the Namibia Qualification Authority (NQA):

Information Communication Technology Level 1 – Registered on the NQF

Information Communication Technology Level2 – Level 5 (ICT) (Networking, Telecommunication and wireless Technology, Web development, Broadcasting, computer system support and ICT Technicians registered on NQF

Postal Services Level 1 – Level 2 registered on NQF

You currently serve as a Board member of the Millennium Vocational Digital Training Institute (MVDTI)

Being a Board member of the Millenium Vocational digital Training Institute, my roles and responsibilities are related to Governance and Strategy, risk management, and oversight on the institute’s overall performance, as well as appraising and approvals of major vocational initiatives and projects of the institute.

Can you briefly tell us what is the role of CRAN?

As a regulatory body responsible for overseeing and regulating the ICT sector in Namibia, its role encompasses a range of responsibilities to ensure the effective functioning, development, and fairness of the ICT industry. CRAN was established in terms of the Communications Act No. 8 of 2009 on 18 May 2011 with the mandate to regulate telecommunications services and networks, broadcasting services, postal services, and the use and allocation of radio spectrum.

And what exactly is your position in CRAN?

Manager: Postal and E-commerce falling under Engineering and Technical Services.

How large is the Postal and E-commerce department?

The Postal and E-commerce department is a growing department with the current organizational structure allowing for maximum 3 employees.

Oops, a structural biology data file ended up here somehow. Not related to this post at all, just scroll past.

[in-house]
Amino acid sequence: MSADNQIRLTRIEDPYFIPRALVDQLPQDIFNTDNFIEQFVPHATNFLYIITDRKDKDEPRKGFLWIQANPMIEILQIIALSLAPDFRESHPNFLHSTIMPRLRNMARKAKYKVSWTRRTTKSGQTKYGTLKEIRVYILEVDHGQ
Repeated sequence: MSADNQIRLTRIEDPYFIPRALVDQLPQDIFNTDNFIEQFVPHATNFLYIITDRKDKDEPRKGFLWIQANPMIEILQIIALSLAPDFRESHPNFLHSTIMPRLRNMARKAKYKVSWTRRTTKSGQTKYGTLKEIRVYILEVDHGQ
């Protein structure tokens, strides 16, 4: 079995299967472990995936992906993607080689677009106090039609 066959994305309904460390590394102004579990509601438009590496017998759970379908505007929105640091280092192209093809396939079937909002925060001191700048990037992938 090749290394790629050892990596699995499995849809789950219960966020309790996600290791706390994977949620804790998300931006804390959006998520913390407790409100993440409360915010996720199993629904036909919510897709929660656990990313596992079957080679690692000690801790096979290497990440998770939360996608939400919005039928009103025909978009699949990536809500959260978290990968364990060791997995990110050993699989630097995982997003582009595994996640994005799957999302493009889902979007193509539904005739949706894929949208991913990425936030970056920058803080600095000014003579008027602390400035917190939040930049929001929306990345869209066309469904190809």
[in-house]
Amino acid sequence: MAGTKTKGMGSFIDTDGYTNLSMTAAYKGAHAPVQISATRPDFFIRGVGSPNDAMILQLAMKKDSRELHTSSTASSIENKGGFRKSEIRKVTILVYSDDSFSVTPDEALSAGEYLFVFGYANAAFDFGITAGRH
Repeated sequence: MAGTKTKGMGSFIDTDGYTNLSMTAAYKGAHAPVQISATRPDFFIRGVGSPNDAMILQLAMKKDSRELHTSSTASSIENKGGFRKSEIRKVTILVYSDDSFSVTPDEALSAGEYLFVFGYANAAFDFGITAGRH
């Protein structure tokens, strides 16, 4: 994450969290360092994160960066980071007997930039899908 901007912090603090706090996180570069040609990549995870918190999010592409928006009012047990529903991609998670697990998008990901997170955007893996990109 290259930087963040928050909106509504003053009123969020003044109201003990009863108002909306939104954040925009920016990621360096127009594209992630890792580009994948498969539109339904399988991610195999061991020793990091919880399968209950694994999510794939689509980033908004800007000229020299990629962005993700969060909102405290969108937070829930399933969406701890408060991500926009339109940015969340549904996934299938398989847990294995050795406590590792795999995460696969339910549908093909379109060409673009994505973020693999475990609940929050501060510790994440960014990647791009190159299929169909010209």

When one hears about the postal department it sounds like something outdated. Is it correct to assume that the days of the post offices are numbered?

While it’s true that the role of traditional post offices has evolved with the rise of digital communication and technology, it’s not entirely accurate to assume that the days of the post offices are numbered. In as much as the post has faced significant changes and challenges due to advancements in digital communication, it still serve essential functions and have adapted to remain relevant in the modern era by serving important functions in various aspects of communication, logistics, and community services through the diversification of products and services such as financial inclusion (banking), E-commerce and many more and that is why regulatory frameworks on E-commerce are required for Advanced Electronic Data protection, the integrity on privacy and security, and Quality of Service. So, while the traditional image of the Post may have changed, their relevance and significance persist in the modern world. The Post Office is moving towards becoming an integrated hub of different services.